London is a city of enormous disparities in wealth, opportunity and class. It's a city where the gap between its financial elite and the communities facing difficult social and economic circumstances is accelerating at speed. Yet due to London's strangely unplanned nature, these divergent communities often occupy the very same areas. London's double lives exist in parallel universes co-existing spatially yet decoupled socially and economically. If one version imagines London as shiny, exciting, wealthy, progressive international global capital, its twin is an inverted image, a place whose citizens rarely escape their own post code.
Traditionally, it would be along the geographic fault lines between inequality, class, and race that we would seek the origins of riots. Yet take a look at the map of London showing the sites of rioting and their spread nationally to Manchester, Liverpool, Birmingham, Bristol, Leeds, Wolverhampton and so on. The dispersed sites of rioting that splatter the map chart a vast range of urban conditions: inner city, suburban, wealthy areas, poor areas. The scattered dots on the map seems to suggest these were a different kind of riot, not necessarily linked to socio-economic geography.
Equally, in the apparent difficulty that politicians and media have in trying to frame a narrative that frames the riots suggests that they fall outside of our traditional understanding. These are inarticulate riots. Though triggered initially by the shooting of Mark Duggan in Tottenham by police, they quickly cut loose from this particular issue and specific location. These riots don't state a position. They have no explicit political discourse, no issue, no slogan, no leader and no goal. They were populated by a broad demographic, across age, race and class. It was a riot that didn't target particular institutions, figures, or sites either real or symbolic. It targeted the most ordinary, most everyday of urban circumstances: high streets, chain stores, convenience stores, off licences.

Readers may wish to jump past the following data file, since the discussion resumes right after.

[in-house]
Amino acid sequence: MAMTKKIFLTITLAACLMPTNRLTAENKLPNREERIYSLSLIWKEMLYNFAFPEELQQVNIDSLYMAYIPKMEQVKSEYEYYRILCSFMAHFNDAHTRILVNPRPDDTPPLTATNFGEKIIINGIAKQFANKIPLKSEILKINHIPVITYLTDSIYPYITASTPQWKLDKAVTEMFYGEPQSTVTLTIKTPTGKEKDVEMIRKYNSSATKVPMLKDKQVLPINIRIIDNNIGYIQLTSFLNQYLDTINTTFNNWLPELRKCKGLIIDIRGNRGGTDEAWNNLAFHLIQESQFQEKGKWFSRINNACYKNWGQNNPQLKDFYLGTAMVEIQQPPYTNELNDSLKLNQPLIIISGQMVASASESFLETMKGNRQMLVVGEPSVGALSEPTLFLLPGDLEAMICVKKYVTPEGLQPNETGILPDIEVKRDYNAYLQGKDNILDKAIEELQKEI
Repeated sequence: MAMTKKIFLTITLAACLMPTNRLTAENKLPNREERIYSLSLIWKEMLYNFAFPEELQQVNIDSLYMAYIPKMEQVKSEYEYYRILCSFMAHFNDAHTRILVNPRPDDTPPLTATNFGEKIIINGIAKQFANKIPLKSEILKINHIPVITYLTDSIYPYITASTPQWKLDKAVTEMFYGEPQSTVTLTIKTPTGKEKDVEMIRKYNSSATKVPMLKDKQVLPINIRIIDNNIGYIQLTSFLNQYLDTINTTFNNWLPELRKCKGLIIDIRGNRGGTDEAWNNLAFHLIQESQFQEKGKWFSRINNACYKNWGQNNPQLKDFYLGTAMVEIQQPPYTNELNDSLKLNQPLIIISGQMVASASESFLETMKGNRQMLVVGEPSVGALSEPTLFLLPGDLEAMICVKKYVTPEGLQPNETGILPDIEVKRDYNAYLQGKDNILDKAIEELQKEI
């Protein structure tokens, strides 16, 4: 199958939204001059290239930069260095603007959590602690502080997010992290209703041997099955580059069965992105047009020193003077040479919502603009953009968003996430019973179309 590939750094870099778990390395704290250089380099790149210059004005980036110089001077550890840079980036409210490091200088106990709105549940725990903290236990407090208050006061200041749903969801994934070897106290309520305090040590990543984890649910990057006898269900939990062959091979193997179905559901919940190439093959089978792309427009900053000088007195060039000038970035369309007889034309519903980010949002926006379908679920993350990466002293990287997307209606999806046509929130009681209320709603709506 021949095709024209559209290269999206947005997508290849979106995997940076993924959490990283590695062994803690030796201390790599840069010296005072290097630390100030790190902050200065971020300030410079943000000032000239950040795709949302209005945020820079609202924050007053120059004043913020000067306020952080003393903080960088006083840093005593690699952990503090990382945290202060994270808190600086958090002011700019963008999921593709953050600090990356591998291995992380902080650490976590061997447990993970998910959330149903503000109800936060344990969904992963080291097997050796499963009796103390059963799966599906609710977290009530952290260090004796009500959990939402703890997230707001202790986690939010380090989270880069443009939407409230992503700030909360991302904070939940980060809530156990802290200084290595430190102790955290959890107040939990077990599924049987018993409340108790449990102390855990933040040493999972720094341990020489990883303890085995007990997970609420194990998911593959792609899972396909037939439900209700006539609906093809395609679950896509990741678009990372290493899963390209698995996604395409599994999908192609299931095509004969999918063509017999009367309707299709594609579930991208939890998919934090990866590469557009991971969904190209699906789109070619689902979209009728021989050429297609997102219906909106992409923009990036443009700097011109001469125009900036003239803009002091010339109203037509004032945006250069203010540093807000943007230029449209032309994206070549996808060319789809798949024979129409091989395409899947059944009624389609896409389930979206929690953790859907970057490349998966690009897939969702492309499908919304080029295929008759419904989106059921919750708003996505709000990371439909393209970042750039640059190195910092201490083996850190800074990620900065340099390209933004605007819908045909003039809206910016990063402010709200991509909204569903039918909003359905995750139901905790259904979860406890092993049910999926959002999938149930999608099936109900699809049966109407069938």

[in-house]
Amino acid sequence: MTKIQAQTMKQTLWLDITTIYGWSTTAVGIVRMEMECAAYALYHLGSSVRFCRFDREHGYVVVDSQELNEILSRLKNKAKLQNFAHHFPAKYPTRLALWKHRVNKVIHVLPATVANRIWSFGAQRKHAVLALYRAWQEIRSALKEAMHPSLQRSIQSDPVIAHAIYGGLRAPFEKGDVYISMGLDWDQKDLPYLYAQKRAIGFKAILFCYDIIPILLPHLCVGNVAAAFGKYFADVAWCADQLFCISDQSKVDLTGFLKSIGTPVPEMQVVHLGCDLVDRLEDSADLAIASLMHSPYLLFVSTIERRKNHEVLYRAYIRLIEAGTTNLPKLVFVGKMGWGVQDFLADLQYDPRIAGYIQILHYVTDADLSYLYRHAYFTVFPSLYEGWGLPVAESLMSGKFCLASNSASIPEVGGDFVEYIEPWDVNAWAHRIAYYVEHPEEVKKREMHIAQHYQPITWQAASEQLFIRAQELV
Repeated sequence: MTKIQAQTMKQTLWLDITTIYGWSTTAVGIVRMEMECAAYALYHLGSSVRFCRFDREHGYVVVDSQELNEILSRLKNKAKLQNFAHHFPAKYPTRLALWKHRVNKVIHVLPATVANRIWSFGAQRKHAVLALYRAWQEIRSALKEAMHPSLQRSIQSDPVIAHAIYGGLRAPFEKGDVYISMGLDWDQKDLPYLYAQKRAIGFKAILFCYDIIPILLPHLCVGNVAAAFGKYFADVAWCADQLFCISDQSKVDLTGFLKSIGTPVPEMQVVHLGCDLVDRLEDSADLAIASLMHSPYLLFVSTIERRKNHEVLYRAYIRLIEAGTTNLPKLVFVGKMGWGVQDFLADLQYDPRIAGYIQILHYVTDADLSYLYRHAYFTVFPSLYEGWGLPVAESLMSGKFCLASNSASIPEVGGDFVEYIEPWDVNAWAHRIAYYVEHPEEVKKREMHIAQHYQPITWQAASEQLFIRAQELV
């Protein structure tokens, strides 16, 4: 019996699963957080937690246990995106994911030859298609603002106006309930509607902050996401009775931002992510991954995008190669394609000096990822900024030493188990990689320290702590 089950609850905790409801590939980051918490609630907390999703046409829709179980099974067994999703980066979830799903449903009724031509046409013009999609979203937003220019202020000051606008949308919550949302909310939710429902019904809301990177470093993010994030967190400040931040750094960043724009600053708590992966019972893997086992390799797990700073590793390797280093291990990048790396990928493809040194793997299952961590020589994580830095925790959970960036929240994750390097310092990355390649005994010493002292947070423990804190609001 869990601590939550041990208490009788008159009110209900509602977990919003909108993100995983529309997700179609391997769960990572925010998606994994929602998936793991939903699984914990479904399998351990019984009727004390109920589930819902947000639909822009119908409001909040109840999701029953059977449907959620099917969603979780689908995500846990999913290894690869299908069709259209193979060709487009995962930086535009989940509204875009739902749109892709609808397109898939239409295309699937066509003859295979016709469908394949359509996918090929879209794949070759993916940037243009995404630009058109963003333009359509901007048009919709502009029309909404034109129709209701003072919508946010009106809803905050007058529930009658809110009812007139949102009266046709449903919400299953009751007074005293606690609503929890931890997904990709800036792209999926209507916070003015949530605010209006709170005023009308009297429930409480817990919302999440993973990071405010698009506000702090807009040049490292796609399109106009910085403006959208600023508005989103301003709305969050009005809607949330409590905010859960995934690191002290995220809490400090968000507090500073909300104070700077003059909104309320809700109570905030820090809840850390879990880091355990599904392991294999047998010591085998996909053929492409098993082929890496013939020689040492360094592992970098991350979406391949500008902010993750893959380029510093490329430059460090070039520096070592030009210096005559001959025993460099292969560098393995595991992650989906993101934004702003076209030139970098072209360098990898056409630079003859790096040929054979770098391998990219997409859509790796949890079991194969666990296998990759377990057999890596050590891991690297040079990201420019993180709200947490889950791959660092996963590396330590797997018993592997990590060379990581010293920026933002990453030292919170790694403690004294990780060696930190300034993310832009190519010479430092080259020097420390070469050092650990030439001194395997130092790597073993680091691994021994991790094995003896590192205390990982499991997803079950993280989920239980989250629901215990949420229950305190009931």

If the riots are not explicitly about race, not about class, not about something that could be articulated as a political argument, then what on earth are they? That its actions were concerned with looting and destruction rather than political change seems to confound our ability to understand. Could it be simply an outbreak of nihilistic criminality as has been suggested by the Right?
Guy Debord wrote of the 1965 Watts riots that the Los Angeles's black community "take modern capitalist propaganda literally. They want to possess now all the objects shown and abstractly accessible". If his language might also describe the frenzied, perverted consumerism that characterised the UK riots, perhaps Debord's analysis of the looting in Watts might also help us understand the latent politics of London's riots. He argues that looting operated as a challenge to the "oppressive rationality of the commodity". He states, "Once it is no longer bought, the commodity lies open to criticism and alteration". Could this then begin to explain the idea of so called 'culture of entitlement' that has fueled the looting? Is it simultaneously an extreme fulfillment of the consumerist dream and an attack on the way consumerism binds us completely into our social cultural and economic situation?
Since the culture of privatisation began in 1980s, not only whole limbs of the state but the fabric of the city itself has become commodified. After the Thatcher era (that had included the selling off of Council homes), New Labour attempted to address the social and economic blight left in the wake of Conservative policy. Yet, in order repair the infrastructure of the state such as schools and hospitals and to regenerate urban fabric, it relied upon privatisation to varying degrees. That's to say, in order to pursue a leftist social agenda, it relied upon forms of privatisation and commodification associated with the right. Following the end of the New Labour project we now have the Coalition Government with its barely concealed ideological programme of austerity cuts whose aim is to shrink the state further and accelerate privatisation. The market has thus co-opted not only the state, its institutions and its functions but also the fabric of our cities.